PITTSBURGH -- Buyer? Seller? How about contender?The Pirates woke up on July 4 nine games under .500, seven games out of first place in the National League Central. Since then, they've won 11 of 13 games, including Thursday's 4-2 victory over the Brewers at PNC Park, vaulting back to the
PITTSBURGH -- Buyer? Seller? How about contender?
The Pirates woke up on July 4 nine games under .500, seven games out of first place in the National League Central. Since then, they've won 11 of 13 games, including Thursday's 4-2 victory over the Brewers at PNC Park, vaulting back to the break-even point and into a wide-open NL Central race.
"I wouldn't say it's good to be .500. It's good to be playing good baseball, the way we've been playing," catcher Chris Stewart said. "We feel like we're doing what we're capable of doing."
The Bucs finished a sweep of the division-leading Brewers on Thursday, climbing back to .500 for the first time since April 16 and pulling within three games of Milwaukee, which now has a one-game edge over the Cubs, who were idle Thursday, in the division.
"When we play our best baseball, we can compete with anybody," Andrew McCutchen said. "We've been doing that right now. We're just going to keep going."
After finishing a 6-1 homestand against the Cardinals and Brewers, the Pirates packed their bags and boarded a flight for Colorado, where on Friday they will begin a 10-day road trip that ends the day before the July 31 non-waiver Trade Deadline.
On Sunday, general manager Neal Huntington said a sweep "changes the dynamic in a much more positive direction." The Pirates delivered a sweep. Did they also send a message about what the front office should do come July 31?
"I don't care about the Trade Deadline," McCutchen said. "I just care about winning. That's all that matters."
That's all the Pirates have done lately, too, finally hitting their stride after a first half full of obstacles: the absence of Jungho Kang, the suspension of Starling Marte, Jameson Taillon's unfortunate cancer diagnosis plus several significant slumps and injuries.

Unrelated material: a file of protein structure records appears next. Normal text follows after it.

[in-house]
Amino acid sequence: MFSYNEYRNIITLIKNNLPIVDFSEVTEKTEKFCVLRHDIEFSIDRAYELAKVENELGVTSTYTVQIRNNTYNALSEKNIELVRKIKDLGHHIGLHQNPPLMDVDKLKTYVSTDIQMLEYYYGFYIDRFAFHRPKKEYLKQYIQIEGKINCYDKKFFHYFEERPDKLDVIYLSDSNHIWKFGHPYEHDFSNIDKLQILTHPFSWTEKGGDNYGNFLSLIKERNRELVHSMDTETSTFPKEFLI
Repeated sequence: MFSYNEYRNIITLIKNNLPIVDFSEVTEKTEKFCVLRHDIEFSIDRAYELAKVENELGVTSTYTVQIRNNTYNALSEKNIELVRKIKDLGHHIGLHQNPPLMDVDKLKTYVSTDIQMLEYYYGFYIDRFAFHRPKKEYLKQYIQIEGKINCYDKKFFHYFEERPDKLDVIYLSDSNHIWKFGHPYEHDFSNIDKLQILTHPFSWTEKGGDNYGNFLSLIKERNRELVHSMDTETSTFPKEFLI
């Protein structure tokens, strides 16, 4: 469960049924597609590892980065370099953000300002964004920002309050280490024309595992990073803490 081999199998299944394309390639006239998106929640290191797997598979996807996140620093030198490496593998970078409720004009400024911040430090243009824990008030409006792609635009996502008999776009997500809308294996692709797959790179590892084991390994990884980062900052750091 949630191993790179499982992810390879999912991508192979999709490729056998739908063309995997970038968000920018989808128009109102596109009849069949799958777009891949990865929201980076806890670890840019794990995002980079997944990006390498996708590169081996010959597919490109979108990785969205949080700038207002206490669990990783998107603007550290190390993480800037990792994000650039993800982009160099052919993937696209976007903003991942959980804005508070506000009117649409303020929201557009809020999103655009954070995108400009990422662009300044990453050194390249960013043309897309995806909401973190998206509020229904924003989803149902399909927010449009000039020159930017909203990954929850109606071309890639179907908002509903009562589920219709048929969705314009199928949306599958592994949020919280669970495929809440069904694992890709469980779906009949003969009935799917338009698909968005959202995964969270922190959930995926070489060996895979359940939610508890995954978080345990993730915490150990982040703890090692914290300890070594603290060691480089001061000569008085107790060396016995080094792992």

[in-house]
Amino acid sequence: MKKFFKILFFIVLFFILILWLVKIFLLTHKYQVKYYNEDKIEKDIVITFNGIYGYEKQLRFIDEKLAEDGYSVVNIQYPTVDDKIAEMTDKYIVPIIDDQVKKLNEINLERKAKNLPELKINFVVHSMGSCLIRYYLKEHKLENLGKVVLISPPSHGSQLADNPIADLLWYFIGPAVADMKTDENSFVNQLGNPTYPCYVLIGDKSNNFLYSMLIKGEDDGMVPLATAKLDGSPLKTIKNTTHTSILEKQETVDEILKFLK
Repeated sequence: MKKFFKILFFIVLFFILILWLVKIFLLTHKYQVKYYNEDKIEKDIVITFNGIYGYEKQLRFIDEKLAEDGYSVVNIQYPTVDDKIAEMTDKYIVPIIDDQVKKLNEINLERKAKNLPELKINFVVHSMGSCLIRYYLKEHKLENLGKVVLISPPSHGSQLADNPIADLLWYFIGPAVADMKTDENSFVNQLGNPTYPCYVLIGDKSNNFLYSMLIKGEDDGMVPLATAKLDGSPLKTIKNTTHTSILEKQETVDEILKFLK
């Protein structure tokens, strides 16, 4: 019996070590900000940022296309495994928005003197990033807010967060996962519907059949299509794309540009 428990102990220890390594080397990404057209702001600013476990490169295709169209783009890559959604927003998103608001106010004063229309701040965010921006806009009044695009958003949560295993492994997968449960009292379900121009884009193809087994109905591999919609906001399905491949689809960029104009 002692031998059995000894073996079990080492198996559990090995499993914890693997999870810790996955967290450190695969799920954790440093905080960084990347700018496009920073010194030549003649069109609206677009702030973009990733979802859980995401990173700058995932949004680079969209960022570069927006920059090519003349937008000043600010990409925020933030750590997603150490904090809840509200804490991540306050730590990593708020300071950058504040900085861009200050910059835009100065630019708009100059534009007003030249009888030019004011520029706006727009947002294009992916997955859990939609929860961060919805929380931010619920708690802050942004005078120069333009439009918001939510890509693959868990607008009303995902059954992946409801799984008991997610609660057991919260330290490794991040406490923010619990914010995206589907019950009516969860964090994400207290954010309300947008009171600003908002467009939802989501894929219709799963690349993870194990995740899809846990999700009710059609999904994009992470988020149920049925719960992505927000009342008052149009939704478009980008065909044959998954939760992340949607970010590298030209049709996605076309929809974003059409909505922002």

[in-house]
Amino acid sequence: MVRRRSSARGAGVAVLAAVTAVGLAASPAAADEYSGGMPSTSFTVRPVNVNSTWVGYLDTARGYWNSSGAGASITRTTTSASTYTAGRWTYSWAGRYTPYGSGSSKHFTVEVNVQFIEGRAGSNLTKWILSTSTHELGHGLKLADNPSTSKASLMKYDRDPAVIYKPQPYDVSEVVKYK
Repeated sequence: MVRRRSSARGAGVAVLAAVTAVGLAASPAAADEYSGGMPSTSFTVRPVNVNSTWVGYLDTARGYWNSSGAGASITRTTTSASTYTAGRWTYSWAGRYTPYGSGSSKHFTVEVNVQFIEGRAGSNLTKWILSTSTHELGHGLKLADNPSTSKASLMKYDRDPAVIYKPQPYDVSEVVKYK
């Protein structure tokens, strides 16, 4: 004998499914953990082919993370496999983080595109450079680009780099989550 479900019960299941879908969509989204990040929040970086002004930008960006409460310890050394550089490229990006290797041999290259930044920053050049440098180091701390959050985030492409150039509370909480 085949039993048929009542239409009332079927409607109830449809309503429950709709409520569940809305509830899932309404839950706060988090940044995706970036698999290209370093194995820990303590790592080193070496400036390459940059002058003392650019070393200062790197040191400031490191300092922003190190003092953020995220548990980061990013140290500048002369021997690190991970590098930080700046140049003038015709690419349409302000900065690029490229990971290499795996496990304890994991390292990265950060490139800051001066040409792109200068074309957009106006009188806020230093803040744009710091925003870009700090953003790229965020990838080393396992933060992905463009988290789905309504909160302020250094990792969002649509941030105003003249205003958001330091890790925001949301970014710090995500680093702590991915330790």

"I've enjoyed watching our team all year. I enjoyed as well when we worked through the adversity," manager Clint Hurdle said. "Sometimes the adversity doesn't build character; it reveals it. I think our team showed up really well so far, from beginning until now, in dealing with the challenges."
They came from behind in each of their six wins since the start of the second half, and three of those victories were walk-offs delivered by players -- Josh Bell, Adam Frazier and Max Moroff -- who were in Double-A this time two years ago.
But the Pirates' success starts on the mound. Their 2.61 ERA in July ranks second in the Majors, behind only the Dodgers (2.03). Their rotation has stabilized, and their bullpen has been the best in baseball over the past three weeks. Over the last seven games, Pirates relievers pitched 23 1/3 innings and allowed only two runs -- both on home runs off setup man Juan Nicasio, who didn't allow a homer in the first half of the season.
Quietly, the Pirates have been the best team in the NL Central the past two months, posting a 34-26 record since May 13. They know the formula, Stewart said: good starting pitching, timely hitting and a lights-out bullpen. They put it into play over the past week, and it put them back in the race.
"We know we're capable of that. It's just a matter of keeping up doing it throughout the season," Stewart said. "We know if we're playing our type of ballgame throughout the rest of the season, we're going to be at the top of the division."
Adam Berry has covered the Pirates for MLB.com since 2015. Follow him on Twitter and Facebook and read his blog.